In the midst of the digital age, industries worldwide are adopting technology to evolve the way they work or deliver new innovative approaches to the market. For healthcare, MedTech solutions are being invented and embraced to deliver better patient care, for example diagnostics tools for early detection or systems to track and mitigate health conditions. On the other side, healthcare facilities are utilising digital tools that are supporting more of their ‘back office’ operations that can enable more organised and efficient care delivery.
St Gemma’s Hospice is a local, independent charity and has been providing expert care to the people of Leeds for 45 years. They provide the best possible care and support for local people with cancer and other life-threatening illnesses. They specialise in pain relief and symptom control to help people live as well as possible, for as long as possible. Beyond this, they also provide care and support for family, friends and carers, as well as training for healthcare professionals. They are one of the leading hospices in the UK.
In this series edition, we speak with Hannah Corne from St Gemma’s Hospice in Leeds to understand how they are implementing digitalisation and MedTech adoption across their charity.
Attitudes towards digitalisation can differ greatly between, and even within, healthcare facilities, but as technology evolves there really needs to be those change agents who are spearheading process transformation and driving adoption to progress their services. It is said that by 2025, more than 95% of healthcare organisations will have formal cloud strategies, a strong proportion of which will be actively pursuing these strategies.
“We are committed to delivering high quality, end of life care forLeeds and believe that digitalisation forms a key part of this. We have a dedicated Digital Transformation team for the overall development in the Hospice and we sit in the National System OneGroup for patient care.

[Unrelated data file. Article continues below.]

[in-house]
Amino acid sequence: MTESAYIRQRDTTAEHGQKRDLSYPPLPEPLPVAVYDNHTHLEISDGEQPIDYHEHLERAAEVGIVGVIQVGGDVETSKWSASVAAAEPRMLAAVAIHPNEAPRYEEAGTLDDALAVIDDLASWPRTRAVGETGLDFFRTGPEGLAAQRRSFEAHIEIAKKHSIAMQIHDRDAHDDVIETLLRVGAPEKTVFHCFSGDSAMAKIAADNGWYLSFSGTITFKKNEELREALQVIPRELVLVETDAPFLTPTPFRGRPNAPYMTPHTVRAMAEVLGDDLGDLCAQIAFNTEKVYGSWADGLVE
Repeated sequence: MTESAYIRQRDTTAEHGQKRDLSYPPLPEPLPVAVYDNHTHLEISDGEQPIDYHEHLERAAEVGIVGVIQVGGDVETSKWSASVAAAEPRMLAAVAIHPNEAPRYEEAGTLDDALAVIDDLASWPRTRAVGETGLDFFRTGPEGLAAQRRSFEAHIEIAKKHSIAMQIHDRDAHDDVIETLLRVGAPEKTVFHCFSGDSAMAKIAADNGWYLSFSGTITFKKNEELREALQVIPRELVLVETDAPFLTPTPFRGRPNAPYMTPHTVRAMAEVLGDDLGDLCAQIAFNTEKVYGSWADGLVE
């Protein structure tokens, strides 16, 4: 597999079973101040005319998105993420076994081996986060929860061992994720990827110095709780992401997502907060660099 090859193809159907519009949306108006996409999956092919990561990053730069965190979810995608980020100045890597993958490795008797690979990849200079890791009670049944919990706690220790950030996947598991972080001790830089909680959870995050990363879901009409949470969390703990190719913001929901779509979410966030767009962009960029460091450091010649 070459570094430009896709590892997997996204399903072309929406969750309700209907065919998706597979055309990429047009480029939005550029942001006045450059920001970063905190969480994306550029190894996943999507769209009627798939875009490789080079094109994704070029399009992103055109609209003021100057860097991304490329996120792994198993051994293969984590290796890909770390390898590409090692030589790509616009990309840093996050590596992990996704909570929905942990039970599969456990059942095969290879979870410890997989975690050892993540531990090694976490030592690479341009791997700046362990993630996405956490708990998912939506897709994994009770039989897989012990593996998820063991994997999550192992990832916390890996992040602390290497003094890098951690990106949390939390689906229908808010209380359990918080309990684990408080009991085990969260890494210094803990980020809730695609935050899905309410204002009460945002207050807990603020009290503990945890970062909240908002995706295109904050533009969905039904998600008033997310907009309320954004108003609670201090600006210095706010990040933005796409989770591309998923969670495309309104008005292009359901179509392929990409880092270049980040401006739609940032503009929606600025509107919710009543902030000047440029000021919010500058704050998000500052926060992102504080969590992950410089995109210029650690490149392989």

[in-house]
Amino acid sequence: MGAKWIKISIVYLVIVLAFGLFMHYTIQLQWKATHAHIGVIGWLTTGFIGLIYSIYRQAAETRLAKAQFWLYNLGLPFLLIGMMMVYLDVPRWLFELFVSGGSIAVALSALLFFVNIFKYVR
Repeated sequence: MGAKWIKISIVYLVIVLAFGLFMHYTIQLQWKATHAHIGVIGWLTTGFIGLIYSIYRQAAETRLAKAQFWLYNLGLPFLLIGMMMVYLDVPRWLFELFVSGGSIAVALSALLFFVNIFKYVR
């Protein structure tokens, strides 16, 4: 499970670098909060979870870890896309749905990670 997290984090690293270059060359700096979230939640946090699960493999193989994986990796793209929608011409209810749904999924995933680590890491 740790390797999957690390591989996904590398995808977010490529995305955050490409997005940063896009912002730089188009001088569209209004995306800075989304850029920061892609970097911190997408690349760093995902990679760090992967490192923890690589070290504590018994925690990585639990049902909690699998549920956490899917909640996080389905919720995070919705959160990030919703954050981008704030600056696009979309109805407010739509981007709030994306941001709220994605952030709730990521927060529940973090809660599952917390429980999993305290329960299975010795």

During the Covid pandemic, our models of service delivery were transformed with the innovation and utilisation of digital and virtual technology. The St Gemma’s Academic Unit of PalliativeCare also delivered education programmes using video-conferencing technology to large numbers of health care practitioners withinLeeds and beyond. We ran one online training session to a group in Spain!”
Hannah Corne – St Gemma’s Hospice
Accessibility by Design
A discussion rightfully emerging in the MedTech development space is accessibility. When considering digital care, patients must be at the front and centre of the design, and St Gemma’s Hospice wholeheartedly supports this view.
“St Gemma’s Hospices founding values are based on providing palliative and end of life care for all people, regardless of ethnicity, gender, age, sexual orientation, disability, faith or ability to pay. We recognise that not all those who would benefit from our care are always aware of or offered the opportunity to access St Gemma’s services, and that many parts of our community experience significant inequity in healthcare services. As part of the strategic review of clinical services, our teams identified the need for further work addressing these inequalities, which began earlier this year.MedTechs should consult with the service users and clinical staff in order to develop solutions that are as accessible as possible to all users. Consultation with clinical staff is key, including running pilots where possible.” – Hannah Corne